Friday, June 29, 2012

E-Mini Trading: Leverage, the Dog That Bites

One of the most important factors in attracting new traders to the e-mini markets is the ample supply of leverage you are allowed to trade. While e-mini trading is not the most leveraged trading in the world, you'll find an average in the area of 50:1. Wow! At first glance, most traders are encouraged or excited about having the opportunity to trade an exchange traded equity with such high leverage.

There is one very important maxim that is important to remember when working with leverage; leverage maximizes your return on investment, and it also maximizes your loss on investment. Did you read the second half of the prior sentence? It's important to remember, so I will say it again; leverage maximizes your loss on investment. As you can see, I am not a huge fan of overusing leverage; many new e-mini traders exit the trading business because they overtrade or trade too many contracts.

So far, we have noted that leverage:

Maximizes the profit in a trade
Maximizes the loss in a trade
Overuse of leverage is a major cause of new trader failure
Many new traders start trading without proper training in the use of leverage

What are the parameters for using leverage in e-mini trading?

As I mentioned earlier, my observations have led me to believe that most traders tend to overleveraged themselves and hasten their exit from the e-mini trading business by doing so. My message is a simple one: it is far better to be under leveraged than overleveraged. There are several methods for calculating your level of leverage, and they are:

1. The value of one contract on the YM or ES (or any e-mini contract, for that matter) can be obtained by multiplying the index value x 5. For example, let's say the YM is trading at 12,000; the value of that contract is 5 X 12,000= 60,000. If you are trading an account with 00, you would be leveraged ,000/00, or 12:1.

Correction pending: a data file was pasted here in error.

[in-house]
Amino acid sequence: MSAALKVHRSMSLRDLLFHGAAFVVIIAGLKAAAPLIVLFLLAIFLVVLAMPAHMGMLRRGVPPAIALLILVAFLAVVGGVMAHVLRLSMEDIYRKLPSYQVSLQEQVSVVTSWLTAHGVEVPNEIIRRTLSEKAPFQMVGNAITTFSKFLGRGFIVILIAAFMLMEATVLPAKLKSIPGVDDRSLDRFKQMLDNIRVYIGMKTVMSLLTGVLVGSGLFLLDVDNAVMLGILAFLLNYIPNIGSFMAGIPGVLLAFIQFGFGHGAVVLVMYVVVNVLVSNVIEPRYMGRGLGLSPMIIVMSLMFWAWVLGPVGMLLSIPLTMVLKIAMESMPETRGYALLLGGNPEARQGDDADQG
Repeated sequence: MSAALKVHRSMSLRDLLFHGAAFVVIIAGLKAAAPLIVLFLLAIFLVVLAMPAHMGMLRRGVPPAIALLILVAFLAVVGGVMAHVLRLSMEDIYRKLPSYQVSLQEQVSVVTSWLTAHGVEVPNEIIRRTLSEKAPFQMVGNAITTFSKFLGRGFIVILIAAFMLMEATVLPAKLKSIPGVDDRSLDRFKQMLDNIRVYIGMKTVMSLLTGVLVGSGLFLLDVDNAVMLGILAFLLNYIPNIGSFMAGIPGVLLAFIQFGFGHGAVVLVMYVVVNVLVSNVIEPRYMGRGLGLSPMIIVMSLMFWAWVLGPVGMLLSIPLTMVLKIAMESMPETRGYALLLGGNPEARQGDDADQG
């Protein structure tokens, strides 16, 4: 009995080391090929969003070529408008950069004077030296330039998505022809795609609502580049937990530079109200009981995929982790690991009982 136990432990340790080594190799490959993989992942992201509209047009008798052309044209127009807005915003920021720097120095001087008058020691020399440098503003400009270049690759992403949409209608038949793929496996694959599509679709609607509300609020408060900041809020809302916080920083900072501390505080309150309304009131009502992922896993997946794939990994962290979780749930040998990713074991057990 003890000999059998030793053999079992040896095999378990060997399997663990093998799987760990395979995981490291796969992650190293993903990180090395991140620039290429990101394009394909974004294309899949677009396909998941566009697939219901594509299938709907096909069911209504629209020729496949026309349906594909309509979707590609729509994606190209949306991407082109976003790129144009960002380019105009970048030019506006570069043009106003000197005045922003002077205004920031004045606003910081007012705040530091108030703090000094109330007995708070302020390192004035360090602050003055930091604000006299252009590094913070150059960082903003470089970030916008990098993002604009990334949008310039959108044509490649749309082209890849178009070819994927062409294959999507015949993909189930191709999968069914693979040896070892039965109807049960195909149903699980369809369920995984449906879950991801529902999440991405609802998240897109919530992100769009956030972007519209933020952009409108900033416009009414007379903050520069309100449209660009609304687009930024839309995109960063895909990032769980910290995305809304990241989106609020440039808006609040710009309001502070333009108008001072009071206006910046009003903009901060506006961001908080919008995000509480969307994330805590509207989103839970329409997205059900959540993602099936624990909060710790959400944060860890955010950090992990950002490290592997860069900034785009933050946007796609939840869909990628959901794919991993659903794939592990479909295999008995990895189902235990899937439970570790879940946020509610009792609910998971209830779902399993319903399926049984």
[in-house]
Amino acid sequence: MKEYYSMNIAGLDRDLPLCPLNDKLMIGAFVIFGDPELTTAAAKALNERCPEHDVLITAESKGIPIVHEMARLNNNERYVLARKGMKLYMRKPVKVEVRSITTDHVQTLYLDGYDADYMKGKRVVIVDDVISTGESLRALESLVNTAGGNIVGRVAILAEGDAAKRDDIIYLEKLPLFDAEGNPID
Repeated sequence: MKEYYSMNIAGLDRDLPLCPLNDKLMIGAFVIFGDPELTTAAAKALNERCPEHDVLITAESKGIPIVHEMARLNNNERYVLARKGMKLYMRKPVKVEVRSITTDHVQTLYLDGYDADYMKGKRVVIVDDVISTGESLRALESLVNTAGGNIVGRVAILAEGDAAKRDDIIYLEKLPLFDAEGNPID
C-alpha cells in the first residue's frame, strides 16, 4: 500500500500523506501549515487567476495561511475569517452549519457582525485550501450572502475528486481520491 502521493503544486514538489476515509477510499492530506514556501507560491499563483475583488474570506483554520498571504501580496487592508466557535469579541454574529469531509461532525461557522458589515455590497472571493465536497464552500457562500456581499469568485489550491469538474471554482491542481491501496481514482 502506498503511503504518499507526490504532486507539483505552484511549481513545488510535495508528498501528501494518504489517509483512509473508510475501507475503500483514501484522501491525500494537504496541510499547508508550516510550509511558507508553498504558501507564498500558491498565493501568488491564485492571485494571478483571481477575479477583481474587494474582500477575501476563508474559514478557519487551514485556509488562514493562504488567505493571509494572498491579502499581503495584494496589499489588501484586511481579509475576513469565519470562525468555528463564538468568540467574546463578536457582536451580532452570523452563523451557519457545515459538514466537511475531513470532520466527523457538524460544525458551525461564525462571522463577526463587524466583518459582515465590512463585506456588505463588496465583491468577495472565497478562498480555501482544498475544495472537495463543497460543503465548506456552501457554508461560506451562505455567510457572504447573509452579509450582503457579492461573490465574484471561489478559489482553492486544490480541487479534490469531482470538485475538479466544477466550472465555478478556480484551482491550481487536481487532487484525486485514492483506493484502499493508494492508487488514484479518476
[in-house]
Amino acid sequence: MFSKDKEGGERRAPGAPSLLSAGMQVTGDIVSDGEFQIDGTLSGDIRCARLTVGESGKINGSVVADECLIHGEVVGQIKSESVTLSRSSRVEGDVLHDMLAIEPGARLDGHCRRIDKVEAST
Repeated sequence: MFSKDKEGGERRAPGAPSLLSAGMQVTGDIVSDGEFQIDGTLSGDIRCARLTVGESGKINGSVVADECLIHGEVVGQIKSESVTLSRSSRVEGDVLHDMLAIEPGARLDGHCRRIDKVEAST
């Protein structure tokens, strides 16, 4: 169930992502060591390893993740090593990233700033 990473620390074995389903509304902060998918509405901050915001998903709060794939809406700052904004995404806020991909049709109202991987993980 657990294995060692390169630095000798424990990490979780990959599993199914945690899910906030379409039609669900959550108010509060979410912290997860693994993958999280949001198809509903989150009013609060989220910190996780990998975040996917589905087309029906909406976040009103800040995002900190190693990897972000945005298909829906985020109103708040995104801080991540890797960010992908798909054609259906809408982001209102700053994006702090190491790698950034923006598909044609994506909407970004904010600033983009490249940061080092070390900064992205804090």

2. Another way of calculating your leverage is to multiply your stop loss x number of contracts you are trading. For example, let's assume you are trading to contracts with a stop/loss of 20 on the YM. You if you were completely stopped out, your maximum loss would be 0. By using this calculation, you are putting 3% of your futures trading account balance at risk.

I much prefer the second methodology in my trading as it provides for me a more realistic value of the risk I am considering. I think it is important that you risk no more than 3 5% of your account balance on any given trade. I will again mention that when e-mini trading it is important that you consider under-leveraging as opposed to over leveraging. Just because your broker says you can trade 8 contracts by virtue of your account balance doesn't mean that you have to trade that many, or should never consider trading that many.

In summary, I have taken a moment to discuss leverage and how it affects e-mini trading accounts. We have given several methods for calculating leverage and some guidelines to observe. Finally, and most importantly, I urge your traders to trade from an under leveraged position and avoid over leveraged trading.

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